Some properties in the UK will be unsuitable or unable to take advantage of cavity wall insulation. A lot of houses built pre 1920’s were built without a cavity and had solid walls. Both interior and exterior insulation will be covered by the Green Deal. Apply for the Green Deal.
Solid walls let even more heat out than cavity walls but it’s possible to insulate solid walls from both the outside and the inside of a property. The costs when compared to cavity wall insulation are higher but the savings can be greater, so proper inspection needs to take place to determine the best materials to use and which techniques to employ.
Internal or Exterior Insulation?
There are a number of considerations in deciding whether to opt for external or internal insulation. Internal is generally cheaper than external, but you may lose some floor space when installing internal insulation, usually 100mm on all internal walls.
External insulation usually involves a layer of insulation material being fixed to the outside walls of the property and then covered in either cladding or render. The finished walls can look different from the original so contacting the local planning office is imperative before under taking such work.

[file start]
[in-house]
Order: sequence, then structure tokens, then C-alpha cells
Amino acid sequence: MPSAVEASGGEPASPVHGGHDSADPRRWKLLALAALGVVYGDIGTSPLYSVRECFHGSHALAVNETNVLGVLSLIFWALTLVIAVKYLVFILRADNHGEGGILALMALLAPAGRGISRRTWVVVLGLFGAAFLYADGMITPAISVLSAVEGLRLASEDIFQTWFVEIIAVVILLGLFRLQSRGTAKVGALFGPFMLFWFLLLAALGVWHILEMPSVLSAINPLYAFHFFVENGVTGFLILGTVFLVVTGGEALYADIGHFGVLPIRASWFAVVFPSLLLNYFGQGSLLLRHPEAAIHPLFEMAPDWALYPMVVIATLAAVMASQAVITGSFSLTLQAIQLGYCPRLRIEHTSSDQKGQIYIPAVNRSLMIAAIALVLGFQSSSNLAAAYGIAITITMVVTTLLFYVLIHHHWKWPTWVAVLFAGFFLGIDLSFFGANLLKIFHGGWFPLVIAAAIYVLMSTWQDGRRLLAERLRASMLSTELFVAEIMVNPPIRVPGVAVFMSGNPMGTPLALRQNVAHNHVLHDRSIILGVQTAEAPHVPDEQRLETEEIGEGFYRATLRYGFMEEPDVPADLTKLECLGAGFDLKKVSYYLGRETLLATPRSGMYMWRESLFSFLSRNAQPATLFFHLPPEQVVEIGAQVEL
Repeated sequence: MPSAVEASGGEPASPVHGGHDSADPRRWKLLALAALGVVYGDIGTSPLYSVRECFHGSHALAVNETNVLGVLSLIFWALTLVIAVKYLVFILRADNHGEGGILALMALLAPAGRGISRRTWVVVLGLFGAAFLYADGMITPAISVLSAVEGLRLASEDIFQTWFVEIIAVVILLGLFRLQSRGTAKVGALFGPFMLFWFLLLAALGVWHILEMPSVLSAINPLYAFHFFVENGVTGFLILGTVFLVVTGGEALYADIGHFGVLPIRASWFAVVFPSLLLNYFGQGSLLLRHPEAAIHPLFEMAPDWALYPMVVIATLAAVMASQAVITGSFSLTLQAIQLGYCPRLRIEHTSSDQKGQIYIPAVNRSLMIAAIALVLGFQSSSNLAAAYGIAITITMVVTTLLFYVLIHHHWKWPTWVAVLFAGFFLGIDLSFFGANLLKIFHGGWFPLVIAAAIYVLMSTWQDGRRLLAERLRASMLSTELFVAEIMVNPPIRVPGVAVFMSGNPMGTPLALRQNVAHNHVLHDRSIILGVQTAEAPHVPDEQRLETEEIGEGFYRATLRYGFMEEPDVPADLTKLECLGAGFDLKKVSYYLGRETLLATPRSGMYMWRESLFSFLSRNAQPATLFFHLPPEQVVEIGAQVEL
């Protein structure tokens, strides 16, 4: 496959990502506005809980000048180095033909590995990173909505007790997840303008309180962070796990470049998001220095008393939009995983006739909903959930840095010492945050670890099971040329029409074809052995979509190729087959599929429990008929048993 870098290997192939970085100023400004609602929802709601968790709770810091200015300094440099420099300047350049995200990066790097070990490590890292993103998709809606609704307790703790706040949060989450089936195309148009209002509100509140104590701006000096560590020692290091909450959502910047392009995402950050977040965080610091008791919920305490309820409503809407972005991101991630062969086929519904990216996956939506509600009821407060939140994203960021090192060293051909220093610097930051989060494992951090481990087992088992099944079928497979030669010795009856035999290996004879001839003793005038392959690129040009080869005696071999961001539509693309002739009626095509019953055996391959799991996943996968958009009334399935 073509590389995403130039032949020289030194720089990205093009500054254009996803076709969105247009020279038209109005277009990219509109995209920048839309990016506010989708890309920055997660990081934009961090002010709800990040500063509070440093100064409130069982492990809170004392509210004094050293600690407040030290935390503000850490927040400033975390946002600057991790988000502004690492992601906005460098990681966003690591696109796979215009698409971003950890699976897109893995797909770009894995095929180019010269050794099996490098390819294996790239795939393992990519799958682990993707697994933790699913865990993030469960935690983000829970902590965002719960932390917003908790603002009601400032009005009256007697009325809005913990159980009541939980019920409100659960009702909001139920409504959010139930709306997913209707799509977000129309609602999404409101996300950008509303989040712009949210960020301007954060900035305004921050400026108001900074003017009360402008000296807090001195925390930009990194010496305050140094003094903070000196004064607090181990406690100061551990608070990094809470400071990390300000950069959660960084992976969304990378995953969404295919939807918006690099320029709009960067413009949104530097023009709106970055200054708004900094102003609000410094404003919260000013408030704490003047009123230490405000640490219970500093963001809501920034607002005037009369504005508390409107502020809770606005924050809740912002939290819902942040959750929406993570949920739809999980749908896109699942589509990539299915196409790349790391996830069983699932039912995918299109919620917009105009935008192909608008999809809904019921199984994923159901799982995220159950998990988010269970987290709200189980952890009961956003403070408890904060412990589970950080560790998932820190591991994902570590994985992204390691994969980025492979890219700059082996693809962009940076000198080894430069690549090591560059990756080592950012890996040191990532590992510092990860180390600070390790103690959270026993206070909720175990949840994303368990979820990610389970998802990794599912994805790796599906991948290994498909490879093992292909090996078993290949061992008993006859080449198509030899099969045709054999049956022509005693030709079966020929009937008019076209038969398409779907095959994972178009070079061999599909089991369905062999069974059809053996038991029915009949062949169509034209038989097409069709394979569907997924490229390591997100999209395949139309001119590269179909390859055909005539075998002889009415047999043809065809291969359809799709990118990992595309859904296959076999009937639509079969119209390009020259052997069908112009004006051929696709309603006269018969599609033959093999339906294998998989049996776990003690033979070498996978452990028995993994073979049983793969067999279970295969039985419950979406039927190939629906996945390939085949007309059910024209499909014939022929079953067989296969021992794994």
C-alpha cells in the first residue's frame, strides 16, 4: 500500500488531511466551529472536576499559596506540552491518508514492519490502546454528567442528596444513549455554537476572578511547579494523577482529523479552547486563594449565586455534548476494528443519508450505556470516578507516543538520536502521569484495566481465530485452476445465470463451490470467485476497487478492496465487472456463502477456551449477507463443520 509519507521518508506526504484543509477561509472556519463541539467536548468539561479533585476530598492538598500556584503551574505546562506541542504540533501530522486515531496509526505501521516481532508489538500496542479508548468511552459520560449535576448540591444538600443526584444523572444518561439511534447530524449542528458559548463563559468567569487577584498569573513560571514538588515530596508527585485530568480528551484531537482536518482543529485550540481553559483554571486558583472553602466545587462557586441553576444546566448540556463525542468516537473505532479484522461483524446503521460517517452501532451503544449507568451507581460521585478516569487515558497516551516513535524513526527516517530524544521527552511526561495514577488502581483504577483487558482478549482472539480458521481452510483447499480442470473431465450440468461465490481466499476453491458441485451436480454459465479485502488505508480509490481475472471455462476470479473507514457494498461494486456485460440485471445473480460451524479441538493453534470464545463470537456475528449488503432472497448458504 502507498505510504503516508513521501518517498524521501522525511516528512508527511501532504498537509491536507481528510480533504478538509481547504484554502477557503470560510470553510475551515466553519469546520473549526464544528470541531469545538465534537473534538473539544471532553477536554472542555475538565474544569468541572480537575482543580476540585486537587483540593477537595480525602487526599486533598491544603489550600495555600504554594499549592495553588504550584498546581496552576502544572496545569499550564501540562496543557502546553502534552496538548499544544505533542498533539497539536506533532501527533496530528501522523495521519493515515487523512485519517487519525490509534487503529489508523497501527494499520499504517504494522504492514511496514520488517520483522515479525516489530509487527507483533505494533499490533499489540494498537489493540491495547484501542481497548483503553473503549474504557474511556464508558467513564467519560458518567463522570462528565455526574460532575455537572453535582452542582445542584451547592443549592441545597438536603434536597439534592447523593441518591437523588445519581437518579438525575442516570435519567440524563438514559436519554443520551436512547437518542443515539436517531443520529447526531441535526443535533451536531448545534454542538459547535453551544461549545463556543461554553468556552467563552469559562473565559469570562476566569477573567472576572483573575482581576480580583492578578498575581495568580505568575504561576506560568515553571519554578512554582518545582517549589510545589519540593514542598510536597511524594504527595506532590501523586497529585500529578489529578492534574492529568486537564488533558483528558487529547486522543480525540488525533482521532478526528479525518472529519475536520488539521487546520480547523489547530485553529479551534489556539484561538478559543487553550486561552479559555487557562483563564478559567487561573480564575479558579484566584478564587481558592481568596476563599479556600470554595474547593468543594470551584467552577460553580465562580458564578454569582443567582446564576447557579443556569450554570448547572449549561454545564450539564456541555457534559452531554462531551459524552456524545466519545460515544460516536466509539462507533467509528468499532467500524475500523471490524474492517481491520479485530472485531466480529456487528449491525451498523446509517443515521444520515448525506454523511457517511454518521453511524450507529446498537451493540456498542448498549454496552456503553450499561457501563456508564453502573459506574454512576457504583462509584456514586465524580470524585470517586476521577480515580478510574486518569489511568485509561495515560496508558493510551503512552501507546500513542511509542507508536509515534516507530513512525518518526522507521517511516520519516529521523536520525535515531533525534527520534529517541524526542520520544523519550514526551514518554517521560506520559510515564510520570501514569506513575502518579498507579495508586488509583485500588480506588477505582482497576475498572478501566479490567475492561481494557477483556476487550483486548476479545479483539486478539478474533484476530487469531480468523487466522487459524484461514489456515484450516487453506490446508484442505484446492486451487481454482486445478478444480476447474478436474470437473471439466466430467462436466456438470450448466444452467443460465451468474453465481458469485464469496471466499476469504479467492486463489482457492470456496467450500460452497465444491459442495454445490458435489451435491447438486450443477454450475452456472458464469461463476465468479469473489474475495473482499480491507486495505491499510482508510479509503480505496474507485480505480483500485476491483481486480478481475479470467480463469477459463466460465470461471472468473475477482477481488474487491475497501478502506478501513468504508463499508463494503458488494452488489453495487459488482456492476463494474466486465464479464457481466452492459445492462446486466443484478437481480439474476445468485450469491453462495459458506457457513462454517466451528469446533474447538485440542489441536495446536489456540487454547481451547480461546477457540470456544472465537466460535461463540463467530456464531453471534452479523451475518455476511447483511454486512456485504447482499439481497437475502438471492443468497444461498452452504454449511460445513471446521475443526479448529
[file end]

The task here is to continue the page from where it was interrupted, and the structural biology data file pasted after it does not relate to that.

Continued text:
Because of the higher costs involved in external wall insulation it needs to be properly assessed to make sure it conforms to the Green Deal’s golden rule, which states that the costs of installation should be recoverable through the savings that they make.
How Much Could I Save With Solid Wall Insulation?
The Energy Trust has average figures for solid wall insulation which states that based on a gas heated, three bedroom, semi detached home, you could save around £475 per year. The cost of the insulation could be in the region of £9,400 to £13,000. Although the cost can vary in each case.
The Green Deal loan can be added to your own funds as well, so for jobs that cost over £10,000 you can use the Green Deal to supplement your own savings.